Pro-Pain – Run For Cover

My review of Round 6, Pro-Pain’s sixth studio album, was my first review to ever run on White Trash Devil. Three years and dozens of reviews later, I find myself here reviewing the band’s ninth release, Run For Cover, 14 cover tunes recorded and released by the band.

Round 6 turned me into a Pro-Pain fan. The combination of the band’s heavy guitars, aggressive riffs, growling vocals and New York attitude hooked me from day one. Never having recorded a cover tune before, the guys of Pro-Pain decided to drop their guard a bit, have some fun, and release this collection of cover tunes guaranteed to please.

For a band that fuses punk, metal, and aggression in their regular set, the list of bands covered should come as no surprise. From Operation Ivy to Sepultura, from Motorhead to Life of Agony, from the Crumbsuckers to Black Flag, from Agnostic Front to Slayer, Pro-Pain covers all the bases and shows their true roots through their selections.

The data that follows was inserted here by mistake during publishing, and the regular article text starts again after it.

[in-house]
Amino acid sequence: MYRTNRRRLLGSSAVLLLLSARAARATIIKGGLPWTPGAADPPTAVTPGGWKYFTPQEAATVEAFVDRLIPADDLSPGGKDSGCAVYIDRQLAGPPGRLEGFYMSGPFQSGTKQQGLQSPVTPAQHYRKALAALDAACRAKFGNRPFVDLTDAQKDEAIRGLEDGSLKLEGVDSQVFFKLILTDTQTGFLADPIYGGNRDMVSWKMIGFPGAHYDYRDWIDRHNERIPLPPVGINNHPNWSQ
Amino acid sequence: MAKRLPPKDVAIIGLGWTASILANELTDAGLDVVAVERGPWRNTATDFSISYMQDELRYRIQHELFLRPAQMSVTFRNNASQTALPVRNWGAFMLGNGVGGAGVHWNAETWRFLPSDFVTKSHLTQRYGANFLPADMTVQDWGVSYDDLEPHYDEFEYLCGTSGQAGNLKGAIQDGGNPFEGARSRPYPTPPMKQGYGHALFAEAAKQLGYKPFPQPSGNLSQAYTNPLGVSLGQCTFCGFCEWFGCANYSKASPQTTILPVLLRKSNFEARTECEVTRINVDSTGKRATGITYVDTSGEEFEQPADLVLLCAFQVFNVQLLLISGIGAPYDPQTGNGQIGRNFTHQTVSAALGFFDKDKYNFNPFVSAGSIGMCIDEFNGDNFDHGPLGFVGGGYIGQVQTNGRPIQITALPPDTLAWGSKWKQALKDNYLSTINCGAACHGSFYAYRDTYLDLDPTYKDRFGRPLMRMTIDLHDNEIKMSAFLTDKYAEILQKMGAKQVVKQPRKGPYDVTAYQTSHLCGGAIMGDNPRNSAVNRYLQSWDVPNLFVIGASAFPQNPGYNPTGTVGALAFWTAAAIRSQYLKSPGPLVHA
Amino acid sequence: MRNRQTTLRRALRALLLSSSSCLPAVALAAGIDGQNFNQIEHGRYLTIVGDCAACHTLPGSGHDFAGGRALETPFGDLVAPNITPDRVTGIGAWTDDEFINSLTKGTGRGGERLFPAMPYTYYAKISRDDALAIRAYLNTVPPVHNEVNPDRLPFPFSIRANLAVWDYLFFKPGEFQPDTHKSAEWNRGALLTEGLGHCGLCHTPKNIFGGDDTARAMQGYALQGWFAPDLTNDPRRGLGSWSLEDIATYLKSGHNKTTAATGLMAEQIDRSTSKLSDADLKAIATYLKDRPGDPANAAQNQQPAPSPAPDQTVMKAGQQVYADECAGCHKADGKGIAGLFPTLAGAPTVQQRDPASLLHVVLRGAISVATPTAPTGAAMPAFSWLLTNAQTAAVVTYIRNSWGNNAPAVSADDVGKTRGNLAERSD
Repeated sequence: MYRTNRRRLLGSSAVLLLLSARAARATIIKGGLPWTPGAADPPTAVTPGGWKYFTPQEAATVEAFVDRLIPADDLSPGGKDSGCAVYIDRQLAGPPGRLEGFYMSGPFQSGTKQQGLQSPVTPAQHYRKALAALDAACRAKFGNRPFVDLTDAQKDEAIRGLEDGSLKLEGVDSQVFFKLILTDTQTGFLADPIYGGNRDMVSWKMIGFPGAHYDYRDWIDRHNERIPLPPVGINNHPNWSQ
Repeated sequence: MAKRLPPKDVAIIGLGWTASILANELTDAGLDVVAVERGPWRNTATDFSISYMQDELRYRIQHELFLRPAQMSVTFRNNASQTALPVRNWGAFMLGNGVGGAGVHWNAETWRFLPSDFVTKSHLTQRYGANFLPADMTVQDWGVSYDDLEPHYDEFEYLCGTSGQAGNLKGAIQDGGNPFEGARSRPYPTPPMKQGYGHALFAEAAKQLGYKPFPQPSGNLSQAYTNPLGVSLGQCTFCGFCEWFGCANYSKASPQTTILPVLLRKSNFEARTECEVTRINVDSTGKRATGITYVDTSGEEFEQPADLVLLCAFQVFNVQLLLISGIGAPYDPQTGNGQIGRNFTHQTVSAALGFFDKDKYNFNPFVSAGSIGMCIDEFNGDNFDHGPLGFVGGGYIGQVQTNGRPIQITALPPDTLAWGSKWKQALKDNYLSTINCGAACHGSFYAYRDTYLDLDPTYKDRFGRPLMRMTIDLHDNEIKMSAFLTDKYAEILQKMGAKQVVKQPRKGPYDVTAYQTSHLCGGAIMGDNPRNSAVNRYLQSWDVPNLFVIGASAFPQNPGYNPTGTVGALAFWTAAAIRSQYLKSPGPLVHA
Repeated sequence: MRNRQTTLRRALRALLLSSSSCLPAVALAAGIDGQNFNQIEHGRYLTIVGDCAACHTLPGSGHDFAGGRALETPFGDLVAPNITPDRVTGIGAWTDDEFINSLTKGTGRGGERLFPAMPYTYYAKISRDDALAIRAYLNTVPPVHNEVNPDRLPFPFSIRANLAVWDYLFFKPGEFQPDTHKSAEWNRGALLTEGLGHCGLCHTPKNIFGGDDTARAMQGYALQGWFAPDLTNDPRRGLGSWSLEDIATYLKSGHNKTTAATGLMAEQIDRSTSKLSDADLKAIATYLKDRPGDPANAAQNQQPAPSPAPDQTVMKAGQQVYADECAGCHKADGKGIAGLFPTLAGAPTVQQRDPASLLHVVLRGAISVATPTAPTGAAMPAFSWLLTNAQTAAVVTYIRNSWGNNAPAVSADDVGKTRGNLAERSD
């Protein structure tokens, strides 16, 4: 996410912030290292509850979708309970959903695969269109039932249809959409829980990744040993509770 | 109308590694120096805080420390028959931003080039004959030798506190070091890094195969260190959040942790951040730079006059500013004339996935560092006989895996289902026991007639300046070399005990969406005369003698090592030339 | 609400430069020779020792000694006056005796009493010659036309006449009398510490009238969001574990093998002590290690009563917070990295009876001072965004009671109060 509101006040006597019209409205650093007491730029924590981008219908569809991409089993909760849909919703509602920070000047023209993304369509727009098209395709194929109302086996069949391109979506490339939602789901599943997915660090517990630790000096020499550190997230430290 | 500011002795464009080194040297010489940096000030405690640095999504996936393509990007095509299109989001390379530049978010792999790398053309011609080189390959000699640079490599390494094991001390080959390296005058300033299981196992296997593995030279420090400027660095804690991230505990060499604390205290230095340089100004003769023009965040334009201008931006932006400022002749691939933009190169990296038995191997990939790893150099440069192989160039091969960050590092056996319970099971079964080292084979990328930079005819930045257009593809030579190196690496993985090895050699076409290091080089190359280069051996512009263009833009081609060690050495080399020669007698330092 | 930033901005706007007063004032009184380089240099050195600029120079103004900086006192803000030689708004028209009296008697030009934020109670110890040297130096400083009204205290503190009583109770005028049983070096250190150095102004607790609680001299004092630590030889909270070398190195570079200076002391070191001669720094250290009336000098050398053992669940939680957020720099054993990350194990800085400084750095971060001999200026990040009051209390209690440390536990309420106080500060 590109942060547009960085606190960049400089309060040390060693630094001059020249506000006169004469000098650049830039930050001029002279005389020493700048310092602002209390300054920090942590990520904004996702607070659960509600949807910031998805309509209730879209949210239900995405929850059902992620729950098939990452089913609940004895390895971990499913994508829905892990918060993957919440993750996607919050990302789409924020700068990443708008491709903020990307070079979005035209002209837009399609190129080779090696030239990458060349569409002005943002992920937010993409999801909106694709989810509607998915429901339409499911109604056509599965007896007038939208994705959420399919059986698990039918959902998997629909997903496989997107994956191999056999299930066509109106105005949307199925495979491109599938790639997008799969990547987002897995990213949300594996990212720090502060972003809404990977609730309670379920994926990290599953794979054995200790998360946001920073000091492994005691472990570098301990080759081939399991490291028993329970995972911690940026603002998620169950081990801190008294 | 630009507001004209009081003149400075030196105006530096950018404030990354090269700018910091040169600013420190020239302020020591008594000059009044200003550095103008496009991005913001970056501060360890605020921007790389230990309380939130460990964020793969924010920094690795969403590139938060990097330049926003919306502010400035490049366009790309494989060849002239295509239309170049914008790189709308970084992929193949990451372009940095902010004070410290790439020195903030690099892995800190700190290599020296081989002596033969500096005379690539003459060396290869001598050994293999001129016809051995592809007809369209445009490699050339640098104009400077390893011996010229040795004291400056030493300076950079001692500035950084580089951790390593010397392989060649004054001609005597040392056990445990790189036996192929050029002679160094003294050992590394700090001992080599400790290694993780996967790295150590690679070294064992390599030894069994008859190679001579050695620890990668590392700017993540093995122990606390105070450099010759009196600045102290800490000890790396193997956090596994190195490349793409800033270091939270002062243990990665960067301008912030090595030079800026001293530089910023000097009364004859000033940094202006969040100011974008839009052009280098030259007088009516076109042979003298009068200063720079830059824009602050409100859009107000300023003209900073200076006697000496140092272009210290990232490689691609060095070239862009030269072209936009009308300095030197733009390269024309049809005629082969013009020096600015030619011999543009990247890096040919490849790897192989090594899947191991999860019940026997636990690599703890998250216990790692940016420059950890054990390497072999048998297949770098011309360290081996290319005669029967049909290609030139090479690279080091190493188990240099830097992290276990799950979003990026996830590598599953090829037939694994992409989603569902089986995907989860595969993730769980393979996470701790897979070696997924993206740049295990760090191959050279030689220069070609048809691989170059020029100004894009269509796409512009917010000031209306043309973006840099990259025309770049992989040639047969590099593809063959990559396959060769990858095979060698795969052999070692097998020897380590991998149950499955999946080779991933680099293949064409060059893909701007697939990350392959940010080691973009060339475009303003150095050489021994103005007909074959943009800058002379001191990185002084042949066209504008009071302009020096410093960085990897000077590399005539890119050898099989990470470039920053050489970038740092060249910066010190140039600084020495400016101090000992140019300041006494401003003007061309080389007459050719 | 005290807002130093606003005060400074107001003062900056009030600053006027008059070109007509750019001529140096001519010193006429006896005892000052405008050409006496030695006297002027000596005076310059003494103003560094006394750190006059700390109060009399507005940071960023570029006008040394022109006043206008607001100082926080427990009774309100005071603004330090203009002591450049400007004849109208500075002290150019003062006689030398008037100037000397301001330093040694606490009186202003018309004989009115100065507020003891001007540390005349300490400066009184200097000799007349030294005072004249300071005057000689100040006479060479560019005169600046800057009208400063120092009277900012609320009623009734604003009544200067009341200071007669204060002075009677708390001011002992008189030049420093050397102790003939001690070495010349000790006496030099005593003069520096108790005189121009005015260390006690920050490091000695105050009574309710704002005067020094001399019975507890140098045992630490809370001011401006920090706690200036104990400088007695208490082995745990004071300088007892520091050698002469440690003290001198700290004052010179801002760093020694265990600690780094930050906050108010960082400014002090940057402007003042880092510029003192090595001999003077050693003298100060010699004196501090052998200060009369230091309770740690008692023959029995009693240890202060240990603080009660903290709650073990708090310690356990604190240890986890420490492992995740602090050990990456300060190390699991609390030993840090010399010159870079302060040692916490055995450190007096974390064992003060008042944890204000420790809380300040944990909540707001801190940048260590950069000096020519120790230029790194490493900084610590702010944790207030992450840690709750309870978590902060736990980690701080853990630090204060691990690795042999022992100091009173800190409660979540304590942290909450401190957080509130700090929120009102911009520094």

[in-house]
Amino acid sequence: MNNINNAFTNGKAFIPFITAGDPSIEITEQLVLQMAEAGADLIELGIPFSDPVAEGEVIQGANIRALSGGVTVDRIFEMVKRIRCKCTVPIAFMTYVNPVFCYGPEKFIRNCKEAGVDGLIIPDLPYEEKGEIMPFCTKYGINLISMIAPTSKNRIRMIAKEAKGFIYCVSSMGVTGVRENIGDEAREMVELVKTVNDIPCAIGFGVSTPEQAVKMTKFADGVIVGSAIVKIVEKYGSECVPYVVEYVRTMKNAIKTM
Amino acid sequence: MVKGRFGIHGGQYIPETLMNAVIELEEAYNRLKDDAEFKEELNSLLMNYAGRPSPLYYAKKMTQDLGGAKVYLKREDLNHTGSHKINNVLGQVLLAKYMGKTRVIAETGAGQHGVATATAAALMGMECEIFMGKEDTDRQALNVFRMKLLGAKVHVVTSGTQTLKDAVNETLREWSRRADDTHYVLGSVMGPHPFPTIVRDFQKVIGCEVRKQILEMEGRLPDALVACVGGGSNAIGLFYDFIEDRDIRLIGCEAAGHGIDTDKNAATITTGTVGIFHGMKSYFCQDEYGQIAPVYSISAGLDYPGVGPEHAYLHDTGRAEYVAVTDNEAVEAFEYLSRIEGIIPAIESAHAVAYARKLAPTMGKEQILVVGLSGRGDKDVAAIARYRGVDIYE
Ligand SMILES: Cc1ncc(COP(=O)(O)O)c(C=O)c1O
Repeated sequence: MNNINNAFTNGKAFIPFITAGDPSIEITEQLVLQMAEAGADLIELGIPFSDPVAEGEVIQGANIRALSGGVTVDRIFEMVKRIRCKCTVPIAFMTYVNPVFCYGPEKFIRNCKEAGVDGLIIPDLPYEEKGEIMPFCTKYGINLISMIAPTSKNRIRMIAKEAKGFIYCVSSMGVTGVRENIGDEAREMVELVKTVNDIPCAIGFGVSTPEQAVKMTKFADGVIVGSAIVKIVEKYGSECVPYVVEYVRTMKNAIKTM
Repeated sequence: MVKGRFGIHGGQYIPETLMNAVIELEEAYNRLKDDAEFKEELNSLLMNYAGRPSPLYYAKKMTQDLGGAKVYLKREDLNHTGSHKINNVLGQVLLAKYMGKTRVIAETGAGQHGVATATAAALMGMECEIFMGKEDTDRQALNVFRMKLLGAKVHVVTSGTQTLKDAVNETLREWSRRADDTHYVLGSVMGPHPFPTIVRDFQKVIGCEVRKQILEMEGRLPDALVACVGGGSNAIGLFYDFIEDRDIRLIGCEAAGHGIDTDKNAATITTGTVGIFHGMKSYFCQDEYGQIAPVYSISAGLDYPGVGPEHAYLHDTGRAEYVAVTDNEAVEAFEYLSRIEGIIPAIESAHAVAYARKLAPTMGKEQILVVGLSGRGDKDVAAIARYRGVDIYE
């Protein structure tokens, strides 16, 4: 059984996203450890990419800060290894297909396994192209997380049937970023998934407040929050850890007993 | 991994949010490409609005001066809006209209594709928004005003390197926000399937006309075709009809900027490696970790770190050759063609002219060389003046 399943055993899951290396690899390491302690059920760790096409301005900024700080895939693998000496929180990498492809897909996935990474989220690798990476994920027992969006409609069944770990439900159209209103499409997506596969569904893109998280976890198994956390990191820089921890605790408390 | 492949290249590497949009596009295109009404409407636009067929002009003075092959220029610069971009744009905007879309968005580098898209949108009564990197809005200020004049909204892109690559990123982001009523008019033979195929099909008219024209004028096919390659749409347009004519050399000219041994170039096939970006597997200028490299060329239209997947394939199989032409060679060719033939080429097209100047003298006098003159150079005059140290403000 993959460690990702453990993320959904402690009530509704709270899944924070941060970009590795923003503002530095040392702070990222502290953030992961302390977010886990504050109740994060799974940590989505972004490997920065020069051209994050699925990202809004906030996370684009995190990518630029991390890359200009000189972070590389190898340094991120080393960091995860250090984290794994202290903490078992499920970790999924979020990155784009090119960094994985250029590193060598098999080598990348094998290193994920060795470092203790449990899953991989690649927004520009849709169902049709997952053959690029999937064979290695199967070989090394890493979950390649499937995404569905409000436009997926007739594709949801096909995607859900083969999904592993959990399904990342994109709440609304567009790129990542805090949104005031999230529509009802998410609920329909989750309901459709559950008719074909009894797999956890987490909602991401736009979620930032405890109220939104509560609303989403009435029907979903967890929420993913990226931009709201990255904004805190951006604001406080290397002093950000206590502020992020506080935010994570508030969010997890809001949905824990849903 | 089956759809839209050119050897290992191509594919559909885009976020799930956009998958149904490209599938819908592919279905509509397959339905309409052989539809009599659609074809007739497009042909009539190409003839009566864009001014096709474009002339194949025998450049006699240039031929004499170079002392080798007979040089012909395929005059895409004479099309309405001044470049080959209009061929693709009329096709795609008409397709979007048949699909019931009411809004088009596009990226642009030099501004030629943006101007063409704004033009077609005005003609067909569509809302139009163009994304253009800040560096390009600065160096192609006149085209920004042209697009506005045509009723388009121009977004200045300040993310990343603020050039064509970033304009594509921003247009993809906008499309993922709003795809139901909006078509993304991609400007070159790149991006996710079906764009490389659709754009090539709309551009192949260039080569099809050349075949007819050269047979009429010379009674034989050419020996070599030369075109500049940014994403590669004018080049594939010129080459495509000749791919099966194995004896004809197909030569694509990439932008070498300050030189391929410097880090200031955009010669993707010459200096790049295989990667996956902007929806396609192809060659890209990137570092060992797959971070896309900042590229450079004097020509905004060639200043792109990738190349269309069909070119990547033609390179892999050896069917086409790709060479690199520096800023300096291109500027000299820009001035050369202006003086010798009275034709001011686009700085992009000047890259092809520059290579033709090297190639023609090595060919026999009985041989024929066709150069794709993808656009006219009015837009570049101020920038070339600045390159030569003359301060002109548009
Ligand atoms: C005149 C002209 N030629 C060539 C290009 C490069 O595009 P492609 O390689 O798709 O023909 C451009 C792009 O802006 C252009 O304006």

Run for Cover kicks off with a version of Discharge’s “Never Again.” Like all of the songs on the album, Pro-Pain doesn’t try and reinvent these classics, but rather do them in their own style. Pro-Pain’s drum, guitar, and vocal style are all here. The fourteen tracks on Run for Cover are presented as Pro-Pain tunes that just happen to have been written by other people.

A few of the songs, “Circle of the Tyrants” for example, were pleasant surprises. I haven’t heard this song since my Best Of Metal Blade Volume One tape I used to listen to back in seventh grade. As previously mentioned, like all the other tracks on the album Pro-Pain sinks their teeth into this one and makes it their own. While the chorus is instantly recognizable, the playing style is all Pro-Pain.

The band also does a good job on the more recognizable tunes, like Sepultura’s “Refuse/Resist” and Slayer’s “South of Heaven”. Again, the tracks appear mostly in their original form, just aggro’ed up a bit.

Pro-Pain has nailed the perfect mindset of a good cover album — pay tribute to the originals by making them your own. In doing so, the band has created a work of art that stands on its own, and is certainly good enough to hold us over until the next Pro-Pain album. Long live the pain.

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